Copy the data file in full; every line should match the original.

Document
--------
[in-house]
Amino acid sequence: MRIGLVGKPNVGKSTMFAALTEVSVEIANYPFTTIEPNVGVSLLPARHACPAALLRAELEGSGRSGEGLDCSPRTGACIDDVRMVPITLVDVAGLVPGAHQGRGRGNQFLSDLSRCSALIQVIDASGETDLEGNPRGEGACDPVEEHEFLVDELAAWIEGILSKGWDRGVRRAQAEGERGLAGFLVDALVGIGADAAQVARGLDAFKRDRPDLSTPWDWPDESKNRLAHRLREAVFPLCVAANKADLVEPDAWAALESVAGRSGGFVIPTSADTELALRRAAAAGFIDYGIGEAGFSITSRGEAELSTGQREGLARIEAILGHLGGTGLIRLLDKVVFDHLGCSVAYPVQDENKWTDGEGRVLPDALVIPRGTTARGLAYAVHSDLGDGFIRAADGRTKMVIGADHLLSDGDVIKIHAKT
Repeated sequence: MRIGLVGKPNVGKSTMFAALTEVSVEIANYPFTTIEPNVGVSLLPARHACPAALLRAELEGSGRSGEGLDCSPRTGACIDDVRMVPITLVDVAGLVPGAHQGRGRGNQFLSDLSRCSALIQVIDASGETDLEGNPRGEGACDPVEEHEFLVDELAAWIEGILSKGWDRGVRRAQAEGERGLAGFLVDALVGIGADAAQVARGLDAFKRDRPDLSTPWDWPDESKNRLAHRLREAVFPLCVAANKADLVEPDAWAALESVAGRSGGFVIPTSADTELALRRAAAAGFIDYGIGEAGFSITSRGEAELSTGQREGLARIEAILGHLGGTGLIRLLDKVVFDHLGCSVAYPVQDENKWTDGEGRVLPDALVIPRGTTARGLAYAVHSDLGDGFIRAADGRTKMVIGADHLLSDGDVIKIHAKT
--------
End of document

[in-house]
Amino acid sequence: MRIGLVGKPNVGKSTMFAALTEVSVEIANYPFTTIEPNVGVSLLPARHACPAALLRAELEGSGRSGEGLDCSPRTGACIDDVRMVPITLVDVAGLVPGAHQGRGRGNQFLSDLSRCSALIQVIDASGETDLEGNPRGEGACDPVEEHEFLVDELAAWIEGILSKGWDRGVRRAQAEGERGLAGFLVDALVGIGADAAQVARGLDAFKRDRPDLSTPWDWPDESKNRLAHRLREAVFPLCVAANKADLVEPDAWAALESVAGRSGGFVIPTSADTELALRRAAAAGFIDYGIGEAGFSITSRGEAELSTGQREGLARIEAILGHLGGTGLIRLLDKVVFDHLGCSVAYPVQDENKWTDGEGRVLPDALVIPRGTTARGLAYAVHSDLGDGFIRAADGRTKMVIGADHLLSDGDVIKIHAKT
Repeated sequence: MRIGLVGKPNVGKSTMFAALTEVSVEIANYPFTTIEPNVGVSLLPARHACPAALLRAELEGSGRSGEGLDCSPRTGACIDDVRMVPITLVDVAGLVPGAHQGRGRGNQFLSDLSRCSALIQVIDASGETDLEGNPRGEGACDPVEEHEFLVDELAAWIEGILSKGWDRGVRRAQAEGERGLAGFLVDALVGIGADAAQVARGLDAFKRDRPDLSTPWDWPDESKNRLAHRLREAVFPLCVAANKADLVEPDAWAALESVAGRSGGFVIPTSADTELALRRAAAAGFIDYGIGEAGFSITSRGEAELSTGQREGLARIEAILGHLGGTGLIRLLDKVVFDHLGCSVAYPVQDENKWTDGEGRVLPDALVIPRGTTARGLAYAVHSDLGDGFIRAADGRTKMVIGADHLLSDGDVIKIHAKT